Scripture Focus: Leviticus 11.47
47 You must distinguish between the unclean and the clean,
15 The voice spoke to him a second time, “Do not call anything impure that God has made clean.”
Reflection: Separateness Not Superiority
By John Tillman
The Israelites were charged with making distinctions between holy things and unholy things. One of the ways this was carried out was in dietary laws.
To modern sensibilities the dietary laws seem strange and puzzling. (Pigs are unclean but crickets are on the menu?) These regulations may have been given, partly, for health reasons or may have had to do with the animals being used as sacrifices in the worship of other gods. The new nation needed defining cultural touchstones that would remind them of who, and whose, they were. The dietary laws were a part of building this culture.
God’s regulations often include practical concerns not just spiritual concerns. However, the practical “why” is always less important than the spiritual act of obedience. Obeying the command to “be holy” is what makes us able to be a light to the world. No holiness, no light. However, over time, the idea of being separate engendered a sense of superiority.
Throughout the Old Testament law we see the principle that uncleanness transfers by touch from one thing or person to another. In Jesus, the disciples saw a new thing. Jesus touched the unclean and made them clean. (Matthew 8.2-4) Jesus touched lepers, Samaritans, the demon possessed, and even the dead. The unholy became holy. The dead became alive. Rather than them making him unclean, he made them clean. Like the coal taken from the altar that cleansed Isaiah’s unclean lips, Jesus cleansed what was unclean. (Isaiah 6.7)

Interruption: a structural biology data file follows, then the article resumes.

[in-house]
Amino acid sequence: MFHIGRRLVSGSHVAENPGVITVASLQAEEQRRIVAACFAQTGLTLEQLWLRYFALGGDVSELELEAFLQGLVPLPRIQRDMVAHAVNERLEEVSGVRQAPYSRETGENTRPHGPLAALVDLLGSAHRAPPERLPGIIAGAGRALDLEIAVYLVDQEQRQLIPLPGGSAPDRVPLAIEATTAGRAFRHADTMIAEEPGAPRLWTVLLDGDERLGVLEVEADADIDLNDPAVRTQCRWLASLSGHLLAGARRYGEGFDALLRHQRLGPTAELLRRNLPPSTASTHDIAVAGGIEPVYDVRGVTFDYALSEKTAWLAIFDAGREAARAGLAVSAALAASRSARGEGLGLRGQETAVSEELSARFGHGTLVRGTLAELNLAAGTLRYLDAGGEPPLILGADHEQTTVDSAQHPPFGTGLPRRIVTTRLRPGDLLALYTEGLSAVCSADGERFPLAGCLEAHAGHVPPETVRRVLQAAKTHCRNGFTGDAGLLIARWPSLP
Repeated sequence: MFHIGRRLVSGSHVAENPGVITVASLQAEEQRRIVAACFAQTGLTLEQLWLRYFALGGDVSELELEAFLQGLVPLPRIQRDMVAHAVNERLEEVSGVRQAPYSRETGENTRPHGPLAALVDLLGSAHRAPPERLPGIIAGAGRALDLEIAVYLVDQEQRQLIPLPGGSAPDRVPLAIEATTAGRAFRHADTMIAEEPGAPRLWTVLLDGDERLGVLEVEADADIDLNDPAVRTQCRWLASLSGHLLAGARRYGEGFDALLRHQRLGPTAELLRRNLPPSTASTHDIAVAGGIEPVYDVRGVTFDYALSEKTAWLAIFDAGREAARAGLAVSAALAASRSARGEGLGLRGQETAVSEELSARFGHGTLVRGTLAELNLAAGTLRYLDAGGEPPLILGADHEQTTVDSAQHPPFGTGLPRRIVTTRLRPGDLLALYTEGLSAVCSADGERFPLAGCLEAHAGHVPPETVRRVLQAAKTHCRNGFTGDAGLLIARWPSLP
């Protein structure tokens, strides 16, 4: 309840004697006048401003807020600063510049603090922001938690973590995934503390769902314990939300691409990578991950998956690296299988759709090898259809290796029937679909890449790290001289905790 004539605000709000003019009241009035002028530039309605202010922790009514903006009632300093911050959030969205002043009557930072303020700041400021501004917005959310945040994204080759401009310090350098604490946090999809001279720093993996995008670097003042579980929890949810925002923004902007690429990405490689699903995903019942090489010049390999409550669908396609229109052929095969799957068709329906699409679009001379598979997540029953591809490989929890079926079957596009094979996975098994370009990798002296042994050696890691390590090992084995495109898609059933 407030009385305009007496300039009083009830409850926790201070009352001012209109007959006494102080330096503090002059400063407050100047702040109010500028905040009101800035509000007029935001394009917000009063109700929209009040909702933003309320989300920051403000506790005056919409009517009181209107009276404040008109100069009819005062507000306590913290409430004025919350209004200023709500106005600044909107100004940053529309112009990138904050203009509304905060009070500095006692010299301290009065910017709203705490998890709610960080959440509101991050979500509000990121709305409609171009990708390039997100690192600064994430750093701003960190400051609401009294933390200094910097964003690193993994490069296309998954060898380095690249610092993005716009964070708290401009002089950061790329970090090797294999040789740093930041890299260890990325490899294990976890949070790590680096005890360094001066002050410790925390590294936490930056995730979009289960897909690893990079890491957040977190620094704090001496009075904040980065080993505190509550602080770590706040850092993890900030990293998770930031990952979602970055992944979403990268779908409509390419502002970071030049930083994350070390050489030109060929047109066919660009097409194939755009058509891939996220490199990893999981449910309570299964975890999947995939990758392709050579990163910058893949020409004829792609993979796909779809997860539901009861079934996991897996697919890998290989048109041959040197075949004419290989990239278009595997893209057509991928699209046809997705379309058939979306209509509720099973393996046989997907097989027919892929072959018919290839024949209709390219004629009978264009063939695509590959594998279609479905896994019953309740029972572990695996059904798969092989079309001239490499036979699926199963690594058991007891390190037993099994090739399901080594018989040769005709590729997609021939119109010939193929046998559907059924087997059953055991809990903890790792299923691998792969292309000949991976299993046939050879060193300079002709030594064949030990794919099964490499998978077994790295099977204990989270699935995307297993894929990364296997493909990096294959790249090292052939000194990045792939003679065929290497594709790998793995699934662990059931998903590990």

Today we, like the Israelites, are charged with keeping ourselves holy. (Matthew 5.48; 1 Peter 1.15) There are sensible and practical ways that we can separate ourselves from the cultural flow of unclean philosophies, practices, or theology. But we must not allow our separateness to breed superiority. Believing God about what is unclean, means believing him about what is clean and about what may be made clean.
The Spirit of Christ is within us and we are his body. We have Christ’s power to touch the unclean and make them clean. His power in us can redeem broken people, systems, or philosophies, with the touch of the gospel.
God shows no favoritism but instead accepts those who acknowledge him and do what is right. Like Peter, if we open our eyes, we may find many things and people around us that seem unclean that God desires us to touch and make clean.
Divine Hours Prayer: The Refrain for the Morning Lessons
Truly, his salvation is very near to those who fear him, that his glory may dwell in our land. — Psalm 85.9
– Divine Hours prayers from The Divine Hours: Prayers for Springtime by Phyllis Tickle
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